India Ratings expects that 11 states will require compensation of Rs 9,500 crore under the goods and services tax (GST) regime in the current financial year, subject to certain assumptions.
The sum is much less than the generally perceived Rs 50,000 crore.
India Ratings’ Chief Economist Devendra Pant says GST
revenues of all states combined will grow at a compound annual growth rate (CAGR) of 16.6 per cent in FY18 over FY16.
The situation varies at the state level. Andhra Pradesh, Chhattisgarh, Gujarat, Himachal Pradesh, Madhya Pradesh, Odisha, Punjab and Tamil Nadu might need compensation from the Centre for any revenue loss under the baseline scenario. "This would cost the central government Rs 5,600 crore in FY18," Pant says.
Ind-Ra’s calculation shows the growth of GST
component of states’ own tax revenue for all states in such a case would drop to 15.5 per cent in FY18 (base line scenario 16.6 per cent). Goa, Jammu and Kashmir and Jharkhand would also require compensation from the central government. The total compensation amount, therefore, would increase to Rs 9,500 crore in FY18. "This is based on the assumption that in the final production of goods and services, service tax accounts for 10 per cent.”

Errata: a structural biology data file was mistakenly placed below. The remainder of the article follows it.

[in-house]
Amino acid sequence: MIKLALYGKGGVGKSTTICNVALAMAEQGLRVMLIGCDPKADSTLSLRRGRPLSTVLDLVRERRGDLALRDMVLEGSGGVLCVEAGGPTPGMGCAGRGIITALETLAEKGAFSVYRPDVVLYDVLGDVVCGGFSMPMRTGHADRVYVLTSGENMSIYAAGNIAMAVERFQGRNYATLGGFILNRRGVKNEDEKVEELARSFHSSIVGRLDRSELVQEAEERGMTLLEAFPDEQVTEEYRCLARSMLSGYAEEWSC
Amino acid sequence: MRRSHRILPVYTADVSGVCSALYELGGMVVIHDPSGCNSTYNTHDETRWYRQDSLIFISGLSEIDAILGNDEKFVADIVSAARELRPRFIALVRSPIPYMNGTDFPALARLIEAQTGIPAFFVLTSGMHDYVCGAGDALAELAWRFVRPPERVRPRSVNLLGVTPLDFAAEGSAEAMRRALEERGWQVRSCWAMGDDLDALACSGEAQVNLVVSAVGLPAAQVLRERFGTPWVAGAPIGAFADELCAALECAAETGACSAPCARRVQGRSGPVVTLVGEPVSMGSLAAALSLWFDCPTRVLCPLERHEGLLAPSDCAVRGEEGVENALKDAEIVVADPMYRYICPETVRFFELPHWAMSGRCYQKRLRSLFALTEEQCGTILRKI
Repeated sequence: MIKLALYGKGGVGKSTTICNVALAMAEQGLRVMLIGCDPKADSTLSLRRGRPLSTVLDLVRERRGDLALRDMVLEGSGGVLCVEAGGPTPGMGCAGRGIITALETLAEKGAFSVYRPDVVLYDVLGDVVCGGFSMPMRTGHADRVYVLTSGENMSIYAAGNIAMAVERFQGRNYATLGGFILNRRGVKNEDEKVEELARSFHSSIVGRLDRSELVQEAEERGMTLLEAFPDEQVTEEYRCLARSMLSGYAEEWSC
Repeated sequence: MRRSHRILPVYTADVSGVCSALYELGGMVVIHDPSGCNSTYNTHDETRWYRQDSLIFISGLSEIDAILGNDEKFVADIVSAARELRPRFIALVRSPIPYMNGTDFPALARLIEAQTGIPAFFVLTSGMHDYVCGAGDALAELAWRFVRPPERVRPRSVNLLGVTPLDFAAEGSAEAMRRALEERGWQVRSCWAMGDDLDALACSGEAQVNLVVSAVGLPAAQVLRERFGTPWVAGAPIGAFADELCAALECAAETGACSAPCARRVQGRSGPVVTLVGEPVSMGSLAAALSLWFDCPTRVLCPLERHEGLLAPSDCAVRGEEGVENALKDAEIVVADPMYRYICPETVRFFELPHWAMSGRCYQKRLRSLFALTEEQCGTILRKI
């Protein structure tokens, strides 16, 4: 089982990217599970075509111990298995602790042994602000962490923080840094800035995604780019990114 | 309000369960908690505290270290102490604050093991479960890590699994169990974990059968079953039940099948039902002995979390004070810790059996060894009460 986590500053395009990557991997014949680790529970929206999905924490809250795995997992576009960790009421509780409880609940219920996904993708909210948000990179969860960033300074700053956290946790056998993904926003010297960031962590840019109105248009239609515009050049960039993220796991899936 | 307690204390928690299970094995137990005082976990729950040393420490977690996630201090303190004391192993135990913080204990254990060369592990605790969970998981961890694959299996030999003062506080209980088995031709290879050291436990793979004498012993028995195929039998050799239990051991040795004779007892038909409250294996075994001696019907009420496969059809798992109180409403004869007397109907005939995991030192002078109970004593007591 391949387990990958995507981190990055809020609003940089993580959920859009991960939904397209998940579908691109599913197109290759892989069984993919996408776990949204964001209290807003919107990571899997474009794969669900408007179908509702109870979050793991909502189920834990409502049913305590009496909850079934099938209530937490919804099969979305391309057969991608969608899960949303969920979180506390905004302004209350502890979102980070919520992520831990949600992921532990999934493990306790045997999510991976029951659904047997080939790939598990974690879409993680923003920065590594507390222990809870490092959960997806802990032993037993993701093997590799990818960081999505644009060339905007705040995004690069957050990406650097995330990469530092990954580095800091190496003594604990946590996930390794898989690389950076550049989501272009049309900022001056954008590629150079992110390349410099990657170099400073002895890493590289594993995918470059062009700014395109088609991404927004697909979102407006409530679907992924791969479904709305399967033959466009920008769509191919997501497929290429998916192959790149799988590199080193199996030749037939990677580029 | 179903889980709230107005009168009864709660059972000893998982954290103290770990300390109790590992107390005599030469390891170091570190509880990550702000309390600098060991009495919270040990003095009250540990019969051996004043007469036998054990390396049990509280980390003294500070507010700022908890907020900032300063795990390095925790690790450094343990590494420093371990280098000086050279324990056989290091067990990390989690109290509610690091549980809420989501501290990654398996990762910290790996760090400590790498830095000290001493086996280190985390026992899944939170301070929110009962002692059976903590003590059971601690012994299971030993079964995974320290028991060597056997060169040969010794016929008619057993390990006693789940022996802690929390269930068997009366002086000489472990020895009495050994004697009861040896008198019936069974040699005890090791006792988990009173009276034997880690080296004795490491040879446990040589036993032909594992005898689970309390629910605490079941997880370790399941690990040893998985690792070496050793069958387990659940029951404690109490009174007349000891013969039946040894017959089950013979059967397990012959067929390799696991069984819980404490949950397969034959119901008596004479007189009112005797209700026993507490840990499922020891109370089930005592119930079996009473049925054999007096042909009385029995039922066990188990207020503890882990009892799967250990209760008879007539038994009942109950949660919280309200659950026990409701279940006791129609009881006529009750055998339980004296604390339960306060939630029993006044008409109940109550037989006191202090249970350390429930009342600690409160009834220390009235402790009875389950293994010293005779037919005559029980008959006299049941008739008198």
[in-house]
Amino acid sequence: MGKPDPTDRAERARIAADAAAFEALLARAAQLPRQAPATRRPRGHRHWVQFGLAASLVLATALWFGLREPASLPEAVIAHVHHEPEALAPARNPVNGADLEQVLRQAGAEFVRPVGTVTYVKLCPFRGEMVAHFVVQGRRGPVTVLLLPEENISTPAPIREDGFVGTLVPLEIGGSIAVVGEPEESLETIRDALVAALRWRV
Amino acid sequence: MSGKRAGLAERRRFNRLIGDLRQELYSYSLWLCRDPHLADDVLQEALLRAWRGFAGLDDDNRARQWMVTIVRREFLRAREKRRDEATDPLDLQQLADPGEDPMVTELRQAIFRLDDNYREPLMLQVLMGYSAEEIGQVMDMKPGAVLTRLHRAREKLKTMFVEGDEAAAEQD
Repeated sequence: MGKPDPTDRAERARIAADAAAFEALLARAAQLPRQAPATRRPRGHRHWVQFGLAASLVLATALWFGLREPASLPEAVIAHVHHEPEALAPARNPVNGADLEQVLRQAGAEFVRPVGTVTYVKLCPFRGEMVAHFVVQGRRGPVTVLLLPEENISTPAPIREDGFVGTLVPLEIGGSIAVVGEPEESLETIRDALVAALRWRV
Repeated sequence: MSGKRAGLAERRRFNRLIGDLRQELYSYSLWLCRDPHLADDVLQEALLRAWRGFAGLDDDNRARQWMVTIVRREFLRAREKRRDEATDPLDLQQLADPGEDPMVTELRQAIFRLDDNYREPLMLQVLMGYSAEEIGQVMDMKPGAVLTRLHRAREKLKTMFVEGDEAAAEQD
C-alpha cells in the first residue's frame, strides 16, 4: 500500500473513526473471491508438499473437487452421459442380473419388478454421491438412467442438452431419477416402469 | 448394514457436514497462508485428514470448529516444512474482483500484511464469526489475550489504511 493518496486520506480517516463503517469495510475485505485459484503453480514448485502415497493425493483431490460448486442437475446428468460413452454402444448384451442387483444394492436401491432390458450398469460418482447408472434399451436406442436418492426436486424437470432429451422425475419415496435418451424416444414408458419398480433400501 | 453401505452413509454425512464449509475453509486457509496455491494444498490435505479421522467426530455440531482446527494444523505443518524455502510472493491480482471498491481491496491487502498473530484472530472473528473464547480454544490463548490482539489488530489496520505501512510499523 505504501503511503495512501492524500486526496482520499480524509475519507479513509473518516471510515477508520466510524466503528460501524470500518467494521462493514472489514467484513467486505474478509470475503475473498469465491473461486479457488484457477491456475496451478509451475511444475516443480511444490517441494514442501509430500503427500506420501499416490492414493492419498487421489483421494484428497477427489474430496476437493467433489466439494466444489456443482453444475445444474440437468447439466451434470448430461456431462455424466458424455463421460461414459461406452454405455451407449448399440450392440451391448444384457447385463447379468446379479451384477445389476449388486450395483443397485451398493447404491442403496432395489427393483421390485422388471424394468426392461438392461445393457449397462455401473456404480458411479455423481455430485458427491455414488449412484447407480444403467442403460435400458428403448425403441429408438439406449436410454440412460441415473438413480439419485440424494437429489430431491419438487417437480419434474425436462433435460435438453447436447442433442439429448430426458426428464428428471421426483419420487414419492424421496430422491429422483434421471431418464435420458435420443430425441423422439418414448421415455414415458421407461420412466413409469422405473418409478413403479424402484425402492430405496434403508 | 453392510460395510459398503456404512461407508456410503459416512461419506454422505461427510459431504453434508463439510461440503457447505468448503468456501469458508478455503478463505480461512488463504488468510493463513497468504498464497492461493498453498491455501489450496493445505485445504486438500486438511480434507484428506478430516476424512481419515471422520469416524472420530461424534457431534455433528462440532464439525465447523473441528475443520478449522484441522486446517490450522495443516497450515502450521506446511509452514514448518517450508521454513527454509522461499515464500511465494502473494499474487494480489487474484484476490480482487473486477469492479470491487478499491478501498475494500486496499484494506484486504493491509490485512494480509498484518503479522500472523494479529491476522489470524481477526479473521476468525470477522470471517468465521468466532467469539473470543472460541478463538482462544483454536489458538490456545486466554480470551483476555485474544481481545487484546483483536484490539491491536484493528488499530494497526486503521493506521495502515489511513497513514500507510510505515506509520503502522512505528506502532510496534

Council has imposed cess on aerated drinks, luxury cars and sin goods over the peak rate of 28 per cent, to fund the compensation part to states. The states will get full compensation for the first five years of the GST roll out, which means till 2021-22.
Overall, Ind-Ra says the GST implementation will have a positive impact on state governments’ finances in the medium to long term. Even in the short term, the impact on aggregate state finances will be positive but Ind-Ra’s calculation shows that the picture varies across states.